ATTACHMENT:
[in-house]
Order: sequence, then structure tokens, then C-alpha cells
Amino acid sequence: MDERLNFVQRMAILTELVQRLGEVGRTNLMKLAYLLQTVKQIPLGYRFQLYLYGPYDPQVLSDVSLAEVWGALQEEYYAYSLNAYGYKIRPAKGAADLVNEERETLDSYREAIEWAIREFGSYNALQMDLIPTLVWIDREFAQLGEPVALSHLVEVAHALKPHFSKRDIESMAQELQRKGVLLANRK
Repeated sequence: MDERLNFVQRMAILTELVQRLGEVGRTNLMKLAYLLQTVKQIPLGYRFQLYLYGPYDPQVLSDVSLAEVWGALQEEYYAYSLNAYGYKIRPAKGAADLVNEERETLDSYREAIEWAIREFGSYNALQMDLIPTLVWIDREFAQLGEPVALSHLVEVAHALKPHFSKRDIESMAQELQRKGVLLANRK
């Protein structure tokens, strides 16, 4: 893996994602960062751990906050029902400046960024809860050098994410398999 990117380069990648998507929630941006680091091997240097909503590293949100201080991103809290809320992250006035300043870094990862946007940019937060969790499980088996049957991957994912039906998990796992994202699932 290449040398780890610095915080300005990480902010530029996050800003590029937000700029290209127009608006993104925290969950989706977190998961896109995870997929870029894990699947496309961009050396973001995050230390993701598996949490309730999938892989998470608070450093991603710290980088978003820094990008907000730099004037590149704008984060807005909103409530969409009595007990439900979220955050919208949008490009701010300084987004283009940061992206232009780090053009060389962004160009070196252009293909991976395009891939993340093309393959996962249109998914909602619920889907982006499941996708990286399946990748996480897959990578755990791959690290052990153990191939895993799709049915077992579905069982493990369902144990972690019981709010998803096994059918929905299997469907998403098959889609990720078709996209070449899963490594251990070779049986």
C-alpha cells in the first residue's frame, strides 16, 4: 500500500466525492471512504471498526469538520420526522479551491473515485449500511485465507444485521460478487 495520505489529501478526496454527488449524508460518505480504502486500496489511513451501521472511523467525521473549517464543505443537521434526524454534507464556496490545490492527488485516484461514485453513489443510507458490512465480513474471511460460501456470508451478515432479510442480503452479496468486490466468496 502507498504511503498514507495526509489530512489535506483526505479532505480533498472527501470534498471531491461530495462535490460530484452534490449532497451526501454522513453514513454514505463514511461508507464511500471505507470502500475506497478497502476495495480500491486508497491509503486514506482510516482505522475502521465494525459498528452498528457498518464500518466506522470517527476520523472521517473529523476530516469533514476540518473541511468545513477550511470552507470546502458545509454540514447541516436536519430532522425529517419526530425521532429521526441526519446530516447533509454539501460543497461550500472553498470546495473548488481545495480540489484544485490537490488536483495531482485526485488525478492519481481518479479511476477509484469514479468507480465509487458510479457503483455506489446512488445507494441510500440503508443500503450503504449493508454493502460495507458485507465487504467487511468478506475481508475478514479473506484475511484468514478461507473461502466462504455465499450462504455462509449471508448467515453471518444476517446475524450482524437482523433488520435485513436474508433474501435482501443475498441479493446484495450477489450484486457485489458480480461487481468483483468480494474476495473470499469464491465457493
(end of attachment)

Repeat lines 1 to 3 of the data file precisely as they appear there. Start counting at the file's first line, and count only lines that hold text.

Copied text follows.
[in-house]
Order: sequence, then structure tokens, then C-alpha cells
Amino acid sequence: MDERLNFVQRMAILTELVQRLGEVGRTNLMKLAYLLQTVKQIPLGYRFQLYLYGPYDPQVLSDVSLAEVWGALQEEYYAYSLNAYGYKIRPAKGAADLVNEERETLDSYREAIEWAIREFGSYNALQMDLIPTLVWIDREFAQLGEPVALSHLVEVAHALKPHFSKRDIESMAQELQRKGVLLANRK